Rob McConnell: Boss of Bosses
What can one say about Hank Jones that hasn't been said hundreds or even thousands of times before. Suffice to say he was one of the pre-eminent jazz pianists of the 20th century, the oldest and last survivor among three brothers (trumpeter Thad and drummer Elvin were the others) who not only made their mark as musicians but blazed new trails that others pursued with a mixture of awe and aspiration. Hank played almost to the end, performing in the U.S. and around the world until shortly before his passing on May 16, 2010, a little more than two months before his 92nd birthday. Aside from his superb technique and feather-like touch at the keyboard, Hank Jones was a gentleman, widely admired as much for his graciousness as his talent. So much in demand that he can be heard on more than five hundred recordings, he played with a who's who of jazz greats from the early bop era onward. His extraordinary skills as an accompanist made him especially sought-after by singers. A contemporary, the legendary Canadian pianist Oscar Peterson, once said, "Everything I know about comping I learned from Hank Jones." One of Jones's more memorable moments as an accompanist occurred in 1962 when he valiantly supported actress Marilyn Monroe as she sang "Happy Birthday" to President John F. Kennedy at Madison Square Garden.
Jones's most recent awards include a Congressional Achievement Award, NEA Jazz Master (1989), induction into DownBeat magazine's Jazz Hall of Fame (2009), the Jazz Journalist Association's Pianist of the Year award (2009) and a Grammy Award for Lifetime Achievement (2009). The awards came after a lifetime of performing with groups of all shapes and sizes in venues from Europe to Asia as well as in nightclubs, arenas and concert halls from one end of the U.S. to the other. Included was a 15-year tenure (1959-74) as staff pianist with the CBS Television orchestra. Jones's most recent album, Pleased to Meet You, with Canadian pianist (and Peterson disciple) Oliver Jones, was released in October 2009 on Justin Time Records, and another, an album of duets with bassist Charlie Haden, is scheduled for release later in 2010 on Universal France.
Jones was enormously popular in Japan, which he visited at least once a year. At the 1987 JVC Jazz Festival in New York City, he shared an evening of solos and duets with the great George Shearing, having performed previously in duets with John Lewis, Marian McPartland and fellow Detroiter Tommy Flanagan. As late as 2009, at age 90, Jones performed in Vienna, Paris, Geneva, Prague and Istanbul. While his singular voice has now been silenced, the music lives on, as indeed it shall for many years to come.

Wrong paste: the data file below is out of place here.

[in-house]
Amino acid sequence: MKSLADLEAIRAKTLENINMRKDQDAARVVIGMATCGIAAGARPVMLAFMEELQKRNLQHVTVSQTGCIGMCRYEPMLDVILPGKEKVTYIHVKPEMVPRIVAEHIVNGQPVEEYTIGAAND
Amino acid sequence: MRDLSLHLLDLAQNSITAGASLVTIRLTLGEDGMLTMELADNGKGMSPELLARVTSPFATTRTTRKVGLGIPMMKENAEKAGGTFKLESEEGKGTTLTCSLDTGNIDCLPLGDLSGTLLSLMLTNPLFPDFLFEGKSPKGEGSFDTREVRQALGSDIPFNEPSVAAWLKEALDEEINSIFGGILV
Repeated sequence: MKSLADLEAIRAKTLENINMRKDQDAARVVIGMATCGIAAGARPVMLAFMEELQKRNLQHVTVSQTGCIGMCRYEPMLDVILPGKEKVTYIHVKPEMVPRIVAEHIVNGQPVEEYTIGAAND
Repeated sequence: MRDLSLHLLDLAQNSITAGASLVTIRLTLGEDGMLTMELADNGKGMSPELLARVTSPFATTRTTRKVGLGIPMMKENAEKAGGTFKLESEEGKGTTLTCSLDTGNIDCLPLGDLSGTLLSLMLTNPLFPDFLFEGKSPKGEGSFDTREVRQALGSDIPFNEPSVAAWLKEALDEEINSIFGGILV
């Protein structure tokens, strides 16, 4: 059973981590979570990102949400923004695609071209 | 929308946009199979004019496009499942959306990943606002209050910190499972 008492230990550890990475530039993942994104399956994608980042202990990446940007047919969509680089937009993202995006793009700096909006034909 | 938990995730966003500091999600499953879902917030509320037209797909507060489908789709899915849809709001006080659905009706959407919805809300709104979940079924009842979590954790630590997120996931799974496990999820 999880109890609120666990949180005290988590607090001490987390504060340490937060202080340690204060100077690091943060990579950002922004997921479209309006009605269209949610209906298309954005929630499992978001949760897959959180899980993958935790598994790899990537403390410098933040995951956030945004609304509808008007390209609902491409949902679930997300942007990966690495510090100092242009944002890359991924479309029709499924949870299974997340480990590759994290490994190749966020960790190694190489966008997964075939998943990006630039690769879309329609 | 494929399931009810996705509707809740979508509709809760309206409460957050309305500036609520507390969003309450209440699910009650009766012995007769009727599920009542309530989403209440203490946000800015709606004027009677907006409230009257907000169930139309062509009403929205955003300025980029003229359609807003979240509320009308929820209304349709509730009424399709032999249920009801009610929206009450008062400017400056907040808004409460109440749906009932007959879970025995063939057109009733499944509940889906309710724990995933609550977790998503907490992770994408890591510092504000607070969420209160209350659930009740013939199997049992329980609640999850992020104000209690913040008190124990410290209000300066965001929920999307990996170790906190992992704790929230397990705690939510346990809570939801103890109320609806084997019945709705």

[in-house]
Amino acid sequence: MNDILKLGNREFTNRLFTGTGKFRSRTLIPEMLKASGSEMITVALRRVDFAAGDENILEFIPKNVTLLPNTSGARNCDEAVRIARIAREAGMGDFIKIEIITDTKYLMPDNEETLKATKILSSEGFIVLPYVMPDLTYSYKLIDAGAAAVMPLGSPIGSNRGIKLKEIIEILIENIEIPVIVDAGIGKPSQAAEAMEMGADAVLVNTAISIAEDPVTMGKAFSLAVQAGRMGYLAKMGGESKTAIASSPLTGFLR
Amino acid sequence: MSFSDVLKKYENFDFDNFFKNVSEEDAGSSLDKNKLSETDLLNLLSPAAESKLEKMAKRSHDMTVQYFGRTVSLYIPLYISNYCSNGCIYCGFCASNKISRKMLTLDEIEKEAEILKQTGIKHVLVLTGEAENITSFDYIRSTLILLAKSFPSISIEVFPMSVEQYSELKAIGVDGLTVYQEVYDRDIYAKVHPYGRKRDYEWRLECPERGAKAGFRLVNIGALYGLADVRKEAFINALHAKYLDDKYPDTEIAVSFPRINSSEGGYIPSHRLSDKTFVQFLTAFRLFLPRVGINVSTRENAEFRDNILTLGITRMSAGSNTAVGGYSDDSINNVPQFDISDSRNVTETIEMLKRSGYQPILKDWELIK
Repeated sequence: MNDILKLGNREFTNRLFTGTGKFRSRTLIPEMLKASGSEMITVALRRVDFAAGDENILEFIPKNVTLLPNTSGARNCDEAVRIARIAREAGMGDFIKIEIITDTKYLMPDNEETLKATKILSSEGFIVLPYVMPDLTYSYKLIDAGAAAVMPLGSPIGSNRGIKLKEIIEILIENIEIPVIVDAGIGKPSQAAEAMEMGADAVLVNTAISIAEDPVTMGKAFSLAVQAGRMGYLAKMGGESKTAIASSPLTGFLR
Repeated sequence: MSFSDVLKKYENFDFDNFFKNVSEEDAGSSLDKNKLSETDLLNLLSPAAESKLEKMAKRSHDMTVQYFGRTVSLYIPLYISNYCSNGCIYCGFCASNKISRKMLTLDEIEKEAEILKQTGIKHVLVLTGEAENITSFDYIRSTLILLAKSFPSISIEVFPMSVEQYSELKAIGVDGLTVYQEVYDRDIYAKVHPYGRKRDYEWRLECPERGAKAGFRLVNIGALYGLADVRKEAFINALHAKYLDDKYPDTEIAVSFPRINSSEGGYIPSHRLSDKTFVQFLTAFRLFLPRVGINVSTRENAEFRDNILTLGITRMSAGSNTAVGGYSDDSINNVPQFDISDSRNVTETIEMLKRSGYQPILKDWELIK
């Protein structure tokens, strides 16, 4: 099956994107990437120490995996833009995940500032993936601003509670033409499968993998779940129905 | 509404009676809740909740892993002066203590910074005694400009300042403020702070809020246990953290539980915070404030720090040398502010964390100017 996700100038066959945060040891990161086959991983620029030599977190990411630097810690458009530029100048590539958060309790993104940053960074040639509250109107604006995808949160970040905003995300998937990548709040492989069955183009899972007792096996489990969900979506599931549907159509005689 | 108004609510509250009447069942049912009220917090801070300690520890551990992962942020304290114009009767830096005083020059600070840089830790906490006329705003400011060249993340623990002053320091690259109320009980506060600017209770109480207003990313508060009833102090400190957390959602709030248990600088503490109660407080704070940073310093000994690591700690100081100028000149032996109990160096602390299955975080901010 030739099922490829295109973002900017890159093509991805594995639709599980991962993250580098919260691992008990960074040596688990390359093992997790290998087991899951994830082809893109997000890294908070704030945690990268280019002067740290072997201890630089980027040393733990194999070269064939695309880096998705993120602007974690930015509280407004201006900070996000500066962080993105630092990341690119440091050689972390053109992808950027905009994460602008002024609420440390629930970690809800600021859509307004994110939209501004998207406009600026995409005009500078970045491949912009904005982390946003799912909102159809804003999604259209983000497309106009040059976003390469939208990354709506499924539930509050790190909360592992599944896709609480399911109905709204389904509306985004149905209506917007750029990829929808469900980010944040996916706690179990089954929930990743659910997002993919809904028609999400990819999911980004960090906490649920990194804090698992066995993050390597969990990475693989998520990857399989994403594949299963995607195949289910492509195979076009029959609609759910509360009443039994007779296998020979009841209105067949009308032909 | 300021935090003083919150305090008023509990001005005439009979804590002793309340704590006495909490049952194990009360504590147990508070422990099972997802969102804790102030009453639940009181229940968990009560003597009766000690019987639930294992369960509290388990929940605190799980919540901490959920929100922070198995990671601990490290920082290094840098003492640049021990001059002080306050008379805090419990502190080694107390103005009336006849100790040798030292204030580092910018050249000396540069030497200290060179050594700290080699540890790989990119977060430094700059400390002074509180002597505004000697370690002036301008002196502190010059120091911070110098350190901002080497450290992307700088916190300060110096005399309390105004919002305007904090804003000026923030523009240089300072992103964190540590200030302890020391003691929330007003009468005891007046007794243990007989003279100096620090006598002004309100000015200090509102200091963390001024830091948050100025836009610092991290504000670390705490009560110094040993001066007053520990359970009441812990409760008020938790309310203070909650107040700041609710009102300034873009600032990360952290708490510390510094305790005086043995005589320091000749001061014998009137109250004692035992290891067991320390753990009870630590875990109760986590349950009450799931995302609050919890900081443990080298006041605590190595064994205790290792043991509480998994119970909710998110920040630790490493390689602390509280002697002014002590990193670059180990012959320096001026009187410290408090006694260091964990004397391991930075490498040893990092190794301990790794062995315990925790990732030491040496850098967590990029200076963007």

Lena Horne, who was not only one of the greatest entertainers of the 20th century but one of the most beautiful as well, died May 9, 2010, in Manhattan. She was 92 years old. Had she been white, or born a generation or more later, there's no telling how brightly her star may have shone. Even so, there was no denying Horne's enormous talent, and though Hollywood cast her in films wherein she was able to do no more than add a song that could easily be cut when said films were shown in the South, she radiated star-power in such 1940s films as Thousands Cheer, Broadway Rhythm, Two Girls and a Sailor, Till the Clouds Roll By, Ziegfeld Follies and Words and Music. When in 1951 MGM turned the play Show Boat into a musical for the second time, the role of the mulatto Julie was given not to Horne but to a white actress, Ava Gardner, whose singing voice had to be dubbed. It was another in a series of disappointments for Horne, whose only starring roles had been in two all-black films, Stormy Weather (1943) and Cabin in the Sky (1946).
While touring Army camps for the USO during World War II, Horne was outspoken in her criticism of the way black soldiers were treated. This, she later said, was one of the reasons she was blacklisted and unable to find work in films or on television "for the next seven years" after her contract with MGM ended in 1950. Her marriage in 1947 to the white conductor / arranger / pianist Lennie Hayton may have been another reason. Once away from Hollywood, Horne found success in nightclubs and on records. Lena Horne at the Waldorf-Astoria, recorded in 1957, reached the Top 10 and became the best-selling album by a female singer in RCA Victor's history. In 1978, Horne played Glinda, the good witch, in The Wiz, a film version of the all-black Broadway musical based on The Wizard of Oz, and scored another triumph three years later with her one-woman Broadway show, Lena Horne: The Lady and Her Music, which ran for 14 months and for which she earned a Tony Award.